Eight-year-old Alan runs quickly to the field, bends down and picks a big, beautiful carrot. His father, Gerardo Rodriguez (46), opens the irrigation system to water his crop, including the carrots, which is Alan´s favorite vegetable. Little Alan and his family live in the community of Cerro Verde, located in the high region of Marcala, Honduras. Every morning after breakfast and a good cup of coffee, Gerardo walks through his fields to check the vegetables and determine if they are ready to be sent to market. At the same time, Alan says goodbye to his mother Mirna and walks to school with other children from the community.
“I’m very happy that my son is healthy. He is doing well at school, and with my business, I can definitely support his future,” Gerardo says with a smile.
Gerardo had to gain confidence, work hard and defeat many challenges to support his family. As a traditional farmer, he only grew corn and beans. This was not enough to feed his family. During a long summer with no rain, he lost his bean harvest and the only food for his family was corn. “During that time, I felt desperate, sad and depressed. My children were just eating a small tortilla with salt on it. That was it! We didn’t have [anything] else,” he sadly remembers.
Alan and other children in the community were malnourished. People started to sell their land and migrated to the larger cities in Honduras hoping to find a job and change their lives. “People love their community. They don’t want to leave, but they didn’t have a choice; they need food and a job. And just when this idea started to cross my mind, something amazing [happened]… World Vision,” Gerardo says. World Vision came into the community and recruited farmers to be part of the THRIVE program. Gerardo, along with other farmers, decided to join the program. During the training, they learned how to organize and form a savings group, and they learned business skills, product diversification and how to access bigger and better markets.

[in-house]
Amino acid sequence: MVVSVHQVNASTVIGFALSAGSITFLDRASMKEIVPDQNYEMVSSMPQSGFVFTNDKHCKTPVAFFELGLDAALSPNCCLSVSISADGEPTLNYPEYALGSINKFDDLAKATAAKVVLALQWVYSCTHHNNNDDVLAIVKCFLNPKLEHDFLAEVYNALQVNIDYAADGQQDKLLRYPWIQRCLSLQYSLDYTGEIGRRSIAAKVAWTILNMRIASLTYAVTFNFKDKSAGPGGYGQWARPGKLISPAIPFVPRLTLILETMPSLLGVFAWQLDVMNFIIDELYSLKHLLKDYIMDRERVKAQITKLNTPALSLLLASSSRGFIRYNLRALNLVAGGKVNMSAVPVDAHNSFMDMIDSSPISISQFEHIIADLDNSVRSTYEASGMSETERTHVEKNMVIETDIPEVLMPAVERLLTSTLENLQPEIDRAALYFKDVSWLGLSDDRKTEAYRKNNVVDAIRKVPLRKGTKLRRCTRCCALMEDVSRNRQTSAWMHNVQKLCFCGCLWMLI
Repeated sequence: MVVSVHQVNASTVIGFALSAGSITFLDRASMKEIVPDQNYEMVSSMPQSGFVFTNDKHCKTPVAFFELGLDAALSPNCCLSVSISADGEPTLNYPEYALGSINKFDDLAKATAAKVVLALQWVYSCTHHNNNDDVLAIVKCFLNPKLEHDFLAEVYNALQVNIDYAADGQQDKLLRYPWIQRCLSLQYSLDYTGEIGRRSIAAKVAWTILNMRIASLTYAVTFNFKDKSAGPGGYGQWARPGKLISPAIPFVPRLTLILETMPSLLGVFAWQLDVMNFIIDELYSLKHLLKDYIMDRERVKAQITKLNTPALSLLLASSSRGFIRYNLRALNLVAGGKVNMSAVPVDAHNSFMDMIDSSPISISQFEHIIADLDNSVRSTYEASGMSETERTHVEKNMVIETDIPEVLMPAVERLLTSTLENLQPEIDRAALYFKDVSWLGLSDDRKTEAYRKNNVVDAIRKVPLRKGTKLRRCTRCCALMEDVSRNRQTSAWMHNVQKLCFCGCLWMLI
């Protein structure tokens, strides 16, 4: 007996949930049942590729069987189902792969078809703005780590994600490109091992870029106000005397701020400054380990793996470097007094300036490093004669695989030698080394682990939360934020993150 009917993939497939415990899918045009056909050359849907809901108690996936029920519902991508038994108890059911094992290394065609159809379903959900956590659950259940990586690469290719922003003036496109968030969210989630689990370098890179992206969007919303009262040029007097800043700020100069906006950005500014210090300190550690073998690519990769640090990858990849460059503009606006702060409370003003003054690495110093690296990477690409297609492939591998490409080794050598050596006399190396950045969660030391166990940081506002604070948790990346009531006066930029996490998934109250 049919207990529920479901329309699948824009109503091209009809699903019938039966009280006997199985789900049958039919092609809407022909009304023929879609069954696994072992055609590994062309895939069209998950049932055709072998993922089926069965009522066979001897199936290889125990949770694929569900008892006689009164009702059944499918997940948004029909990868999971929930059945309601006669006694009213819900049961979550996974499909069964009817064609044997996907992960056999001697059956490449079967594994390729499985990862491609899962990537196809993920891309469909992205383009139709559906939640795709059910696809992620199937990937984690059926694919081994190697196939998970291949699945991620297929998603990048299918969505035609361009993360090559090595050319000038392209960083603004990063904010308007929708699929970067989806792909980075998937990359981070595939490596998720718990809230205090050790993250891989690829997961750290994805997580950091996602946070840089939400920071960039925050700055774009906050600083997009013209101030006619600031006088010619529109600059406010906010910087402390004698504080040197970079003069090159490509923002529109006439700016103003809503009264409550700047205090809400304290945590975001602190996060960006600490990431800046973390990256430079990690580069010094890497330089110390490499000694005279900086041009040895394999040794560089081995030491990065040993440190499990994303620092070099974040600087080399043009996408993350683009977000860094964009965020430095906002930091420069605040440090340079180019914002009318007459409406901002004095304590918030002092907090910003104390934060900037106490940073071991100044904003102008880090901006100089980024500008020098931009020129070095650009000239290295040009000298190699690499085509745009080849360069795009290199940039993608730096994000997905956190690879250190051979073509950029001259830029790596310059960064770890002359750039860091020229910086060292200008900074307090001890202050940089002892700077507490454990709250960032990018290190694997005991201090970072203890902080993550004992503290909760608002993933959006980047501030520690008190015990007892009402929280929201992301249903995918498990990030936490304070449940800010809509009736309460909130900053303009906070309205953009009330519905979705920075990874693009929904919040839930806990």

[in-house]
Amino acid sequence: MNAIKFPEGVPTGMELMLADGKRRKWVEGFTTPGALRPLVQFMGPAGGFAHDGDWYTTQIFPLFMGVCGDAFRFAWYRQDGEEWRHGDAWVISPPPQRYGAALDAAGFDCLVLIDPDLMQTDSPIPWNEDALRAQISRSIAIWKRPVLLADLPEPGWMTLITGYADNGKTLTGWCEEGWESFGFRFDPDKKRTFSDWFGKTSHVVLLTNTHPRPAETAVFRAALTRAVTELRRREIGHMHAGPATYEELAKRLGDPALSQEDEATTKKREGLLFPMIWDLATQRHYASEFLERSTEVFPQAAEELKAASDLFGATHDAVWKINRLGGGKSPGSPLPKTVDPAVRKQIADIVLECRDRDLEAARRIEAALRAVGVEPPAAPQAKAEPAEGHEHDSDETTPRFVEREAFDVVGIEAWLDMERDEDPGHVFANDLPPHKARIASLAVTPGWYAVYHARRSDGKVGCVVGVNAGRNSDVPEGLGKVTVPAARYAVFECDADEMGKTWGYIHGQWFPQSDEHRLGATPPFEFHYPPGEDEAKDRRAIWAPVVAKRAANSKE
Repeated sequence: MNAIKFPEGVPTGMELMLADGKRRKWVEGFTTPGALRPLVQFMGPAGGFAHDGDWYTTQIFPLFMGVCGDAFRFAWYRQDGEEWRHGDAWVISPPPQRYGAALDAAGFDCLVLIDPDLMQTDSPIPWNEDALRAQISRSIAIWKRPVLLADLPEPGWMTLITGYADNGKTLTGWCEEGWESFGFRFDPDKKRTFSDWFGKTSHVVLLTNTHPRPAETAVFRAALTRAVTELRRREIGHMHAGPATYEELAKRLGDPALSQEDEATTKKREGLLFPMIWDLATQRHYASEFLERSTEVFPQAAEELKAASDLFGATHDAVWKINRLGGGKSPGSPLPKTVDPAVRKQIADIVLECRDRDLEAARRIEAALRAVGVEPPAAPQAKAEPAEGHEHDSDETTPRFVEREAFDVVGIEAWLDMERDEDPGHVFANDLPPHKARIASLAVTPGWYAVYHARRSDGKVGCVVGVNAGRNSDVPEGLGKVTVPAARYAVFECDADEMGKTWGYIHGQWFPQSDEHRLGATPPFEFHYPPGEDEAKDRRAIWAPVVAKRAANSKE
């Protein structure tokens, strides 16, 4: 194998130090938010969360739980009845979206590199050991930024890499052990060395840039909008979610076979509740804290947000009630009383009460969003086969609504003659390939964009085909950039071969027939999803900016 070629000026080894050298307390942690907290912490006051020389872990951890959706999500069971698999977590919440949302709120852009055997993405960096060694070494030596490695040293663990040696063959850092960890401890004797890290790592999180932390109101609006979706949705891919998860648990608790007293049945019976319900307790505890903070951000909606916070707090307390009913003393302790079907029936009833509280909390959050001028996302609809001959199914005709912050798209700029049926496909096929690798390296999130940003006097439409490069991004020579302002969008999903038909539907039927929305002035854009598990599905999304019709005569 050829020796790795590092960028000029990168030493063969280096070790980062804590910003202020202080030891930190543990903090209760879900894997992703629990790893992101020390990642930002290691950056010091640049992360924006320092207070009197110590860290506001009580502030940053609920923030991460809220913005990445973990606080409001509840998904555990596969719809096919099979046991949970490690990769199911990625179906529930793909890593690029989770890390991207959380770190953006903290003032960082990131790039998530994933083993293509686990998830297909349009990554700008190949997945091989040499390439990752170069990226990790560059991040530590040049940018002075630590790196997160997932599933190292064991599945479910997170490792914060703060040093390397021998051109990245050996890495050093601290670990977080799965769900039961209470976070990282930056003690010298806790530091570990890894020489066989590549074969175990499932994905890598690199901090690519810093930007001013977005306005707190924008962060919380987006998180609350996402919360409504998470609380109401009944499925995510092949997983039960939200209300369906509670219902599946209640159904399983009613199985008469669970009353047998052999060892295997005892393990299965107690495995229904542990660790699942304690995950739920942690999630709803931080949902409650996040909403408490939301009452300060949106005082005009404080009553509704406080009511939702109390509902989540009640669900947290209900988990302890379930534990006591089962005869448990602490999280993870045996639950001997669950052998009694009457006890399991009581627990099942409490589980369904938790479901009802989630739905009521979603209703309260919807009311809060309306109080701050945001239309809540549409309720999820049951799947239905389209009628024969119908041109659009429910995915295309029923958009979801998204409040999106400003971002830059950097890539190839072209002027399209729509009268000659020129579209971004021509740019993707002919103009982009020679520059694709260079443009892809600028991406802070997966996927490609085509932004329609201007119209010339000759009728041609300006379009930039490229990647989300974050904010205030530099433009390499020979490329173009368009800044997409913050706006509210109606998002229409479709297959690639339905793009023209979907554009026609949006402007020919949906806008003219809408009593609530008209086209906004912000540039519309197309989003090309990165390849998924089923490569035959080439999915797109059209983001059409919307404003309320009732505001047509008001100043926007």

Today, each farmer has his own plot. Gerardo now produces, carrots, radishes, lettuce, tomatoes and taro. Each of his vegetables are sold to Hondu-Chip, a Honduran company that export chips made out of healthy vegetables. Thanks to World Vision’s support and training, Gerardo´s income has increased from 400 lempiras ($16) to 4000 lempiras ($162) weekly. Now he is able to employ others and provide his family with better access to food, education and health. Mirna and other women in the community have learned how use the nutritious vegetables to cook healthy recipes for their children to improve their health, and Alan and other children in the community are now healthy .
“What can I say? World Vision came into our lives, into the community and changed everything,” Gerardo says. “Thanks to the Empowered Worldview training, we definitely learned how we can change our mindset and move forward to development. Thank you, World Vision, and keep helping other communities in need.”